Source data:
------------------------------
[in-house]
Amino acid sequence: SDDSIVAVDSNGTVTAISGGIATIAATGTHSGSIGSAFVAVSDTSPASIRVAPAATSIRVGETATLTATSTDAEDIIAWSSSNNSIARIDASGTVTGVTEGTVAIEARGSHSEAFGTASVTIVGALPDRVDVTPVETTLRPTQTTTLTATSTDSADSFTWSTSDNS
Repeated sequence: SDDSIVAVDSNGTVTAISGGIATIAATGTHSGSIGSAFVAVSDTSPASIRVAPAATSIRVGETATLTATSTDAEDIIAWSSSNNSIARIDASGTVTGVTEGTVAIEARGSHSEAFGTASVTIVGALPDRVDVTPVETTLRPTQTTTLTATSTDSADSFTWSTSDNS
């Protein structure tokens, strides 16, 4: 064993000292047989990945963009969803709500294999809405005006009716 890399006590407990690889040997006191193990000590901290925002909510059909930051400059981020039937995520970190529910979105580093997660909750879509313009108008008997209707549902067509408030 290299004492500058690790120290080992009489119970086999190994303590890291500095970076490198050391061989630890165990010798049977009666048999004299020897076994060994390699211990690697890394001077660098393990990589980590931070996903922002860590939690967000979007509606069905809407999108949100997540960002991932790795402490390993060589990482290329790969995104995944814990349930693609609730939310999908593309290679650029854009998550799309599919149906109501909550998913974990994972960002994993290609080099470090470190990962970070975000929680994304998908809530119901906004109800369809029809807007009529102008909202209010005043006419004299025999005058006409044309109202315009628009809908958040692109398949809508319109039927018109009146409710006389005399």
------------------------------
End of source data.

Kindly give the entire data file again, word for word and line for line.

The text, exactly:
[in-house]
Amino acid sequence: SDDSIVAVDSNGTVTAISGGIATIAATGTHSGSIGSAFVAVSDTSPASIRVAPAATSIRVGETATLTATSTDAEDIIAWSSSNNSIARIDASGTVTGVTEGTVAIEARGSHSEAFGTASVTIVGALPDRVDVTPVETTLRPTQTTTLTATSTDSADSFTWSTSDNS
Repeated sequence: SDDSIVAVDSNGTVTAISGGIATIAATGTHSGSIGSAFVAVSDTSPASIRVAPAATSIRVGETATLTATSTDAEDIIAWSSSNNSIARIDASGTVTGVTEGTVAIEARGSHSEAFGTASVTIVGALPDRVDVTPVETTLRPTQTTTLTATSTDSADSFTWSTSDNS
């Protein structure tokens, strides 16, 4: 064993000292047989990945963009969803709500294999809405005006009716 890399006590407990690889040997006191193990000590901290925002909510059909930051400059981020039937995520970190529910979105580093997660909750879509313009108008008997209707549902067509408030 290299004492500058690790120290080992009489119970086999190994303590890291500095970076490198050391061989630890165990010798049977009666048999004299020897076994060994390699211990690697890394001077660098393990990589980590931070996903922002860590939690967000979007509606069905809407999108949100997540960002991932790795402490390993060589990482290329790969995104995944814990349930693609609730939310999908593309290679650029854009998550799309599919149906109501909550998913974990994972960002994993290609080099470090470190990962970070975000929680994304998908809530119901906004109800369809029809807007009529102008909202209010005043006419004299025999005058006409044309109202315009628009809908958040692109398949809508319109039927018109009146409710006389005399």